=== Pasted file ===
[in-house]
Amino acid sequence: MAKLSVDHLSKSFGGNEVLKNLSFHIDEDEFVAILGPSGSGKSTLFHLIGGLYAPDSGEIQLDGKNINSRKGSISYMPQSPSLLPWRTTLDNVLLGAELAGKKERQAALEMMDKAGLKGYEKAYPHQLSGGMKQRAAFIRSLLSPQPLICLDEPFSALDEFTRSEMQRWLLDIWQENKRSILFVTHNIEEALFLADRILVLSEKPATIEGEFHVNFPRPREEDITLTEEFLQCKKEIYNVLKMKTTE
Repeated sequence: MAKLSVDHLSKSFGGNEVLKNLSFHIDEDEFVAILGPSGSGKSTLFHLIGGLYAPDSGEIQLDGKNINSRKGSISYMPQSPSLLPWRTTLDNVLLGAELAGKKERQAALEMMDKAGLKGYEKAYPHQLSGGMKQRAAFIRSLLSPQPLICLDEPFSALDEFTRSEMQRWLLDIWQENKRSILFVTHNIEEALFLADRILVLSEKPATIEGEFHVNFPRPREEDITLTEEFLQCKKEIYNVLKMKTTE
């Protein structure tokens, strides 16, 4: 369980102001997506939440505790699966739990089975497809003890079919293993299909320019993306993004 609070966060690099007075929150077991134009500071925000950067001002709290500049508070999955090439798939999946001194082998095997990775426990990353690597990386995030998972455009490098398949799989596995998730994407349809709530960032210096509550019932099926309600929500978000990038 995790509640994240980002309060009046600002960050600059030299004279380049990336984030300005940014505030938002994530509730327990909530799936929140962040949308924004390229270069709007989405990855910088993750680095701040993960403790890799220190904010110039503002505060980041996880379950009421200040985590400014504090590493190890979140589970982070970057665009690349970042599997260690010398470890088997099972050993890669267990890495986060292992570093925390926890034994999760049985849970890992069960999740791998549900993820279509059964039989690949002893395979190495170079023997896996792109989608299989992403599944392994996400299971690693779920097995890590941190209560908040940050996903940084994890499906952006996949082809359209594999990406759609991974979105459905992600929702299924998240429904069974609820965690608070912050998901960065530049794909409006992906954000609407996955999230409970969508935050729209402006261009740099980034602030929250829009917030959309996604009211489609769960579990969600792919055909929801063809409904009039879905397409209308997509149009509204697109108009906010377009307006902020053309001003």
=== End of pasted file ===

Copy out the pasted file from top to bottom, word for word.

[in-house]
Amino acid sequence: MAKLSVDHLSKSFGGNEVLKNLSFHIDEDEFVAILGPSGSGKSTLFHLIGGLYAPDSGEIQLDGKNINSRKGSISYMPQSPSLLPWRTTLDNVLLGAELAGKKERQAALEMMDKAGLKGYEKAYPHQLSGGMKQRAAFIRSLLSPQPLICLDEPFSALDEFTRSEMQRWLLDIWQENKRSILFVTHNIEEALFLADRILVLSEKPATIEGEFHVNFPRPREEDITLTEEFLQCKKEIYNVLKMKTTE
Repeated sequence: MAKLSVDHLSKSFGGNEVLKNLSFHIDEDEFVAILGPSGSGKSTLFHLIGGLYAPDSGEIQLDGKNINSRKGSISYMPQSPSLLPWRTTLDNVLLGAELAGKKERQAALEMMDKAGLKGYEKAYPHQLSGGMKQRAAFIRSLLSPQPLICLDEPFSALDEFTRSEMQRWLLDIWQENKRSILFVTHNIEEALFLADRILVLSEKPATIEGEFHVNFPRPREEDITLTEEFLQCKKEIYNVLKMKTTE
């Protein structure tokens, strides 16, 4: 369980102001997506939440505790699966739990089975497809003890079919293993299909320019993306993004 609070966060690099007075929150077991134009500071925000950067001002709290500049508070999955090439798939999946001194082998095997990775426990990353690597990386995030998972455009490098398949799989596995998730994407349809709530960032210096509550019932099926309600929500978000990038 995790509640994240980002309060009046600002960050600059030299004279380049990336984030300005940014505030938002994530509730327990909530799936929140962040949308924004390229270069709007989405990855910088993750680095701040993960403790890799220190904010110039503002505060980041996880379950009421200040985590400014504090590493190890979140589970982070970057665009690349970042599997260690010398470890088997099972050993890669267990890495986060292992570093925390926890034994999760049985849970890992069960999740791998549900993820279509059964039989690949002893395979190495170079023997896996792109989608299989992403599944392994996400299971690693779920097995890590941190209560908040940050996903940084994890499906952006996949082809359209594999990406759609991974979105459905992600929702299924998240429904069974609820965690608070912050998901960065530049794909409006992906954000609407996955999230409970969508935050729209402006261009740099980034602030929250829009917030959309996604009211489609769960579990969600792919055909929801063809409904009039879905397409209308997509149009509204697109108009906010377009307006902020053309001003």